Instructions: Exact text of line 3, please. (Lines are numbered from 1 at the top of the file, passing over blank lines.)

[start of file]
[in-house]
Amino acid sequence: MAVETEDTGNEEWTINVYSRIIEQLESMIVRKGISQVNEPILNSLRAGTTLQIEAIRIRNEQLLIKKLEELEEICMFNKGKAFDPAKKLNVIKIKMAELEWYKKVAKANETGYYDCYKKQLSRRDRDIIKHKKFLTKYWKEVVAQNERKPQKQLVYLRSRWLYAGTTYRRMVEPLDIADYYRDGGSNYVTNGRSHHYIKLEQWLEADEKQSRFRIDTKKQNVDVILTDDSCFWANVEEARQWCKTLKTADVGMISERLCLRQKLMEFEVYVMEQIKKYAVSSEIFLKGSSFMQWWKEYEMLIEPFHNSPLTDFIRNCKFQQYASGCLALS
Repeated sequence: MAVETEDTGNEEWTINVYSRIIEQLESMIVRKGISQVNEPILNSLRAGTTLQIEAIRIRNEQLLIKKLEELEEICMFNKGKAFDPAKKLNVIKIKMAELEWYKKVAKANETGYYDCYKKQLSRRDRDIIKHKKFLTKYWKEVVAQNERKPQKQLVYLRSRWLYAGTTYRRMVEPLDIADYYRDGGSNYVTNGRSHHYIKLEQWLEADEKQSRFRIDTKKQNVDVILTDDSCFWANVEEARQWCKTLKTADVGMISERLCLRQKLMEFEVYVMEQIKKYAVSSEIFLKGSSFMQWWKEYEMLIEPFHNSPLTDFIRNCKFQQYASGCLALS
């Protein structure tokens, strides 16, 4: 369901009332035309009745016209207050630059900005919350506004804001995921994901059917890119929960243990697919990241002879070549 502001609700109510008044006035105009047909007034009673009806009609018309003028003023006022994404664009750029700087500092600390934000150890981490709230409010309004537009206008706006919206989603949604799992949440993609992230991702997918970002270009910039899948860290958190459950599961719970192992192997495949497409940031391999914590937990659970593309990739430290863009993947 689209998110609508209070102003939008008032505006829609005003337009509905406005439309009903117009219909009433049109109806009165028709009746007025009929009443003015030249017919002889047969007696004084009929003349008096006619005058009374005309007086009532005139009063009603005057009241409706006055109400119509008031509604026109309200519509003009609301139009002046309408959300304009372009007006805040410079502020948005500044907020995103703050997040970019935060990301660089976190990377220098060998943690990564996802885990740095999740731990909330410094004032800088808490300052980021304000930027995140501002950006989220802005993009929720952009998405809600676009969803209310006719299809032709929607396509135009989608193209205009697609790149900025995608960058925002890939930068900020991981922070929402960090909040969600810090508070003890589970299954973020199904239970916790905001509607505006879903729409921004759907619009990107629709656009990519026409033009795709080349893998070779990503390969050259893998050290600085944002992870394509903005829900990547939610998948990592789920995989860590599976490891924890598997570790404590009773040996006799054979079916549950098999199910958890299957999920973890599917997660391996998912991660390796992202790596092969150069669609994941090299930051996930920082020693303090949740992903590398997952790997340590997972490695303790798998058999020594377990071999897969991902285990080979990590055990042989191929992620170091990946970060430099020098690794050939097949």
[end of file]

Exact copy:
Repeated sequence: MAVETEDTGNEEWTINVYSRIIEQLESMIVRKGISQVNEPILNSLRAGTTLQIEAIRIRNEQLLIKKLEELEEICMFNKGKAFDPAKKLNVIKIKMAELEWYKKVAKANETGYYDCYKKQLSRRDRDIIKHKKFLTKYWKEVVAQNERKPQKQLVYLRSRWLYAGTTYRRMVEPLDIADYYRDGGSNYVTNGRSHHYIKLEQWLEADEKQSRFRIDTKKQNVDVILTDDSCFWANVEEARQWCKTLKTADVGMISERLCLRQKLMEFEVYVMEQIKKYAVSSEIFLKGSSFMQWWKEYEMLIEPFHNSPLTDFIRNCKFQQYASGCLALS